Peter Nyoni | Tajamuka and Thisflag protests may or may not be closely linked to the November 2017 events that led to the fall of former Zimbabwean President Robert Mugabe, but one way or the other it did shape up people’s temperament and response to oppression.

In 2016, the two groups mobilised citizens across the country into staging massive, and ruinous demonstrations as well as stay-aways; in the process disregarding Mugabe’s calls not to do so. For the first time in the country’s history, car tyres were burnt in the streets of Harare’s CBD, roads blocked with logs and stones, while some government buildings were destroyed by arson.

While Zimbabweans had at some point previously staged demos, and stay-aways, it was never to the 2016 magnitude. In the past years, they could listen to Mugabe’s calls for calmness, or at least disperse upon learning that Mugabe could send ‘his’ police force to extinguish the disturbances, however, in 2016 it was a different scenario all together.

In that period, the people refused to be cowed by threats, they fought running battles with the police, with Harare CBD resembling a typical war zone.

While some people were later to believe that the Team Lacoste could have been the driving force behind the 2016 demos in an attempt to ruin Mugabe’s reputation on the international stage. Either that school of thought is true or not, but it is very clear that the 2016 events themselves could have set precedence for the November 2017 march that toppled Mugabe.

Before the 2016 demos, it was unheard of on the Zimbabwean soil that anyone could publicly opposed Mugabe, let alone burn tyres and throwing stones in his face. During that time his motorcade had to pass through burning tyres, and flying stones, as he headed for the then Harare International Airport.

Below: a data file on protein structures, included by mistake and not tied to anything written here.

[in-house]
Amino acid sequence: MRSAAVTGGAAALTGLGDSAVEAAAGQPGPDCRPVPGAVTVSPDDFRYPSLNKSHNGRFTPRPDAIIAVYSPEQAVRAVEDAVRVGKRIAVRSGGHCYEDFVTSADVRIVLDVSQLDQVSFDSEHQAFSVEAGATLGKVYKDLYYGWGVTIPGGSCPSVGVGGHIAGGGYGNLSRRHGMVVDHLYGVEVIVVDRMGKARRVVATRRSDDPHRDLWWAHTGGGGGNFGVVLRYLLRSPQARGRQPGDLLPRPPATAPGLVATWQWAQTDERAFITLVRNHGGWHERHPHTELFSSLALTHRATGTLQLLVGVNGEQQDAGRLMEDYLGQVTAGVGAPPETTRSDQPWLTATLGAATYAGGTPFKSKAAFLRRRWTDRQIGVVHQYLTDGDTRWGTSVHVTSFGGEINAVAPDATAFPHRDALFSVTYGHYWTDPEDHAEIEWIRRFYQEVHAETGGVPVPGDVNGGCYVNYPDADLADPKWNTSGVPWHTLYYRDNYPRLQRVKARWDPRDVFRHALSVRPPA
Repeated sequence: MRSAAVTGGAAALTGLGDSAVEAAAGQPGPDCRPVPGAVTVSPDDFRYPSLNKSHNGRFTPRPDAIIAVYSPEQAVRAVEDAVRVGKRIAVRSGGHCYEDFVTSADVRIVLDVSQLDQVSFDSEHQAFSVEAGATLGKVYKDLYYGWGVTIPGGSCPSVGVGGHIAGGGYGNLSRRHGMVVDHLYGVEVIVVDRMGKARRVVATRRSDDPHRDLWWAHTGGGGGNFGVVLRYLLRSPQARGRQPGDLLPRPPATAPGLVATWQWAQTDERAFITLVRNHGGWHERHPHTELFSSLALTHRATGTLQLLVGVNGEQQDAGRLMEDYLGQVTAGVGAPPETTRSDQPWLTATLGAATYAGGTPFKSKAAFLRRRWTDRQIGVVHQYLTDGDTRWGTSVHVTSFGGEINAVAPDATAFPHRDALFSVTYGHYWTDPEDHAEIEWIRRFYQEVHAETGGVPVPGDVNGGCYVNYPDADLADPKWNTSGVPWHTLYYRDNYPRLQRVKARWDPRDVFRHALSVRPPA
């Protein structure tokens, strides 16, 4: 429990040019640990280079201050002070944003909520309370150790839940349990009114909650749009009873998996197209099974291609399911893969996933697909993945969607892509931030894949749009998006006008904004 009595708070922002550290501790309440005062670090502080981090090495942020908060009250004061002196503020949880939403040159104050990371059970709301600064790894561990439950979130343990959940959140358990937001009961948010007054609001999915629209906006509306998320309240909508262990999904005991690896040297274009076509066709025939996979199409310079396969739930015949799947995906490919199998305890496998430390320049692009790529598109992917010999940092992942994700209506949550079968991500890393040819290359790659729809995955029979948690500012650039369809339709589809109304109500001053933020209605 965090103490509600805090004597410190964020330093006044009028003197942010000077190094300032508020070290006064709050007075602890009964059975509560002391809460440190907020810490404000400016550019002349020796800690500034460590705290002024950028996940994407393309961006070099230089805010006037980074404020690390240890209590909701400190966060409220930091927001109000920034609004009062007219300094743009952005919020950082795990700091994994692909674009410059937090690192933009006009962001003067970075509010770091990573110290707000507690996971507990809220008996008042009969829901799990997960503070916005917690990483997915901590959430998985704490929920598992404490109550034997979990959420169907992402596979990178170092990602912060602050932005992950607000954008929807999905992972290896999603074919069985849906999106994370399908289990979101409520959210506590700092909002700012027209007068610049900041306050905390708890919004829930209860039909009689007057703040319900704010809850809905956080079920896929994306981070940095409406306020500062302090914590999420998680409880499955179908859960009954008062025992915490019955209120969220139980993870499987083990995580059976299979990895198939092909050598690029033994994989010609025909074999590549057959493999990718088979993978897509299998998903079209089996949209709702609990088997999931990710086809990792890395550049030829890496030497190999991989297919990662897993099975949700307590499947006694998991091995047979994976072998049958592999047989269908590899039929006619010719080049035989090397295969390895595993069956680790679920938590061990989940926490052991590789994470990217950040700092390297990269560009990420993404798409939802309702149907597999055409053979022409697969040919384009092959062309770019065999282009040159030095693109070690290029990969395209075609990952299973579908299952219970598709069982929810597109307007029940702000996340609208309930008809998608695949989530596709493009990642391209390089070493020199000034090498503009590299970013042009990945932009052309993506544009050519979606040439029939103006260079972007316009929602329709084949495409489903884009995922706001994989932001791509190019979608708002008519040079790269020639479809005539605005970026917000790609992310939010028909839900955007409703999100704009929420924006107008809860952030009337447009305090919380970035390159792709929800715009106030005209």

The people’s courage shocked Mugabe, at the same time measuring to what extent can he be disrespected.

The events marked a turning point in the country’s history, a move that shaped the citizens’ character, it became clear that when stirred enough, Zimbabweans can revolt against oppression.

That also set precedence for the 2017 events, as those who organised the march used the 2016 events as a yardstick, that if the people could be mobilised through social media, and without assurance of their safety during the demos, what more were they prepared to do with security forces behind them.

The 2016 events gave the citizen the courage that the voice of Mugabe can be totally disregarded. It shaped the people’s view of Mugabe, it gave them the basis to test if he indeed had horns, the bravery to find out if the perceived horns were instead ears.

Had that precedence not had been set, it could have been difficult for the war vets to lead people into the streets, even with assurance that the army would back the march. People could have waited to see for themselves if the army was indeed in the streets helping them, before joining the march. But because of the precedence set in 2016, people got courage to stand up against Mugabe.

Tyrant Mugabe was feared to the extent that even when he was under house arrest, the Zimbabwe Broadcasting Corporation was afraid to read a press statement from the army that it was taking over. It took the army itself to storm the national broadcaster and read the statement live on air.

In a nutshell, the Tajamuka, #tagthisflag either planned by Team Lacoste or not, did pave way for the coup.

Peter Moyo is a Zimbabwean businessman, he travels frequently between Harare and South Africa